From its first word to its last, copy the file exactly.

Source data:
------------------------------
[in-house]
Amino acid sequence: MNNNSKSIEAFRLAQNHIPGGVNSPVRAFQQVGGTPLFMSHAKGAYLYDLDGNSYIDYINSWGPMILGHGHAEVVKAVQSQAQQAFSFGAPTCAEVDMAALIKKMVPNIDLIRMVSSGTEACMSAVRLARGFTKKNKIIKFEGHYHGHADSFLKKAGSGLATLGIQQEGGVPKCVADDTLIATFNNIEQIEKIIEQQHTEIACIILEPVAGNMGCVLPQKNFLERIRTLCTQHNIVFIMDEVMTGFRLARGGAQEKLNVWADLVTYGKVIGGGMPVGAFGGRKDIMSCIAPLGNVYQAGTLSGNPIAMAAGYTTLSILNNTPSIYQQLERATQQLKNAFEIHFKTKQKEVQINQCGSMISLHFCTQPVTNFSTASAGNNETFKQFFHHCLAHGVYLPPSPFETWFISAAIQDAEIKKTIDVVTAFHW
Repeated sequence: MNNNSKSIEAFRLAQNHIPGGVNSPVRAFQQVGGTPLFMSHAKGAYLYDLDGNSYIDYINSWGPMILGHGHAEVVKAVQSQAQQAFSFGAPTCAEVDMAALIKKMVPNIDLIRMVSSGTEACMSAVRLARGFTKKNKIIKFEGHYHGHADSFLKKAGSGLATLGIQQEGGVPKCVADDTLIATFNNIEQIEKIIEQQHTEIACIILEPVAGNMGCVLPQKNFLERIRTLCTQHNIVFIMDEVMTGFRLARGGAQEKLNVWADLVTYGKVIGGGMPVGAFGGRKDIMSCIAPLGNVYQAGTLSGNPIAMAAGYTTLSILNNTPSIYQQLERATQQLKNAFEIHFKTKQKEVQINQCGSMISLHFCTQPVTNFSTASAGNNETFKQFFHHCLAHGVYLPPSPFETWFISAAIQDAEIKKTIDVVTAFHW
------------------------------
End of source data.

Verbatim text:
[in-house]
Amino acid sequence: MNNNSKSIEAFRLAQNHIPGGVNSPVRAFQQVGGTPLFMSHAKGAYLYDLDGNSYIDYINSWGPMILGHGHAEVVKAVQSQAQQAFSFGAPTCAEVDMAALIKKMVPNIDLIRMVSSGTEACMSAVRLARGFTKKNKIIKFEGHYHGHADSFLKKAGSGLATLGIQQEGGVPKCVADDTLIATFNNIEQIEKIIEQQHTEIACIILEPVAGNMGCVLPQKNFLERIRTLCTQHNIVFIMDEVMTGFRLARGGAQEKLNVWADLVTYGKVIGGGMPVGAFGGRKDIMSCIAPLGNVYQAGTLSGNPIAMAAGYTTLSILNNTPSIYQQLERATQQLKNAFEIHFKTKQKEVQINQCGSMISLHFCTQPVTNFSTASAGNNETFKQFFHHCLAHGVYLPPSPFETWFISAAIQDAEIKKTIDVVTAFHW
Repeated sequence: MNNNSKSIEAFRLAQNHIPGGVNSPVRAFQQVGGTPLFMSHAKGAYLYDLDGNSYIDYINSWGPMILGHGHAEVVKAVQSQAQQAFSFGAPTCAEVDMAALIKKMVPNIDLIRMVSSGTEACMSAVRLARGFTKKNKIIKFEGHYHGHADSFLKKAGSGLATLGIQQEGGVPKCVADDTLIATFNNIEQIEKIIEQQHTEIACIILEPVAGNMGCVLPQKNFLERIRTLCTQHNIVFIMDEVMTGFRLARGGAQEKLNVWADLVTYGKVIGGGMPVGAFGGRKDIMSCIAPLGNVYQAGTLSGNPIAMAAGYTTLSILNNTPSIYQQLERATQQLKNAFEIHFKTKQKEVQINQCGSMISLHFCTQPVTNFSTASAGNNETFKQFFHHCLAHGVYLPPSPFETWFISAAIQDAEIKKTIDVVTAFHW